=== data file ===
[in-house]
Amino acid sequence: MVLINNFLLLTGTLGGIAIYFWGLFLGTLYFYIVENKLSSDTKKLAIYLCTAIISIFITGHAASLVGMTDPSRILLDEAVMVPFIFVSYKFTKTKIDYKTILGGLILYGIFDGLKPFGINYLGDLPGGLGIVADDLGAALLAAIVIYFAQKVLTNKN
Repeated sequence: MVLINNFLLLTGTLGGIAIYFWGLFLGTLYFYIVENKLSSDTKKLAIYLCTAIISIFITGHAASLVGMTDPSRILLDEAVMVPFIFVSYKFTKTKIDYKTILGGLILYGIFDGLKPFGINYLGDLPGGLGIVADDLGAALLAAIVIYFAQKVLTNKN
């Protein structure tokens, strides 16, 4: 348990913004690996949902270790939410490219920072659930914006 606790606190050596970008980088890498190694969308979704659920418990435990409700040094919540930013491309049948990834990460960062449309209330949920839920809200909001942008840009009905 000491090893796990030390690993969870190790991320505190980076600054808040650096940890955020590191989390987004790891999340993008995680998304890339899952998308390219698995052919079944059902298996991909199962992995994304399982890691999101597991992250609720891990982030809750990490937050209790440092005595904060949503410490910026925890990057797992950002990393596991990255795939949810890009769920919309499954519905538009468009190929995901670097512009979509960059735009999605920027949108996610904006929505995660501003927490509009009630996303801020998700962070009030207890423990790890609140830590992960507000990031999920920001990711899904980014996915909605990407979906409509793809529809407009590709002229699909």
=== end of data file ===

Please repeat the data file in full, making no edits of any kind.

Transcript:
[in-house]
Amino acid sequence: MVLINNFLLLTGTLGGIAIYFWGLFLGTLYFYIVENKLSSDTKKLAIYLCTAIISIFITGHAASLVGMTDPSRILLDEAVMVPFIFVSYKFTKTKIDYKTILGGLILYGIFDGLKPFGINYLGDLPGGLGIVADDLGAALLAAIVIYFAQKVLTNKN
Repeated sequence: MVLINNFLLLTGTLGGIAIYFWGLFLGTLYFYIVENKLSSDTKKLAIYLCTAIISIFITGHAASLVGMTDPSRILLDEAVMVPFIFVSYKFTKTKIDYKTILGGLILYGIFDGLKPFGINYLGDLPGGLGIVADDLGAALLAAIVIYFAQKVLTNKN
């Protein structure tokens, strides 16, 4: 348990913004690996949902270790939410490219920072659930914006 606790606190050596970008980088890498190694969308979704659920418990435990409700040094919540930013491309049948990834990460960062449309209330949920839920809200909001942008840009009905 000491090893796990030390690993969870190790991320505190980076600054808040650096940890955020590191989390987004790891999340993008995680998304890339899952998308390219698995052919079944059902298996991909199962992995994304399982890691999101597991992250609720891990982030809750990490937050209790440092005595904060949503410490910026925890990057797992950002990393596991990255795939949810890009769920919309499954519905538009468009190929995901670097512009979509960059735009999605920027949108996610904006929505995660501003927490509009009630996303801020998700962070009030207890423990790890609140830590992960507000990031999920920001990711899904980014996915909605990407979906409509793809529809407009590709002229699909």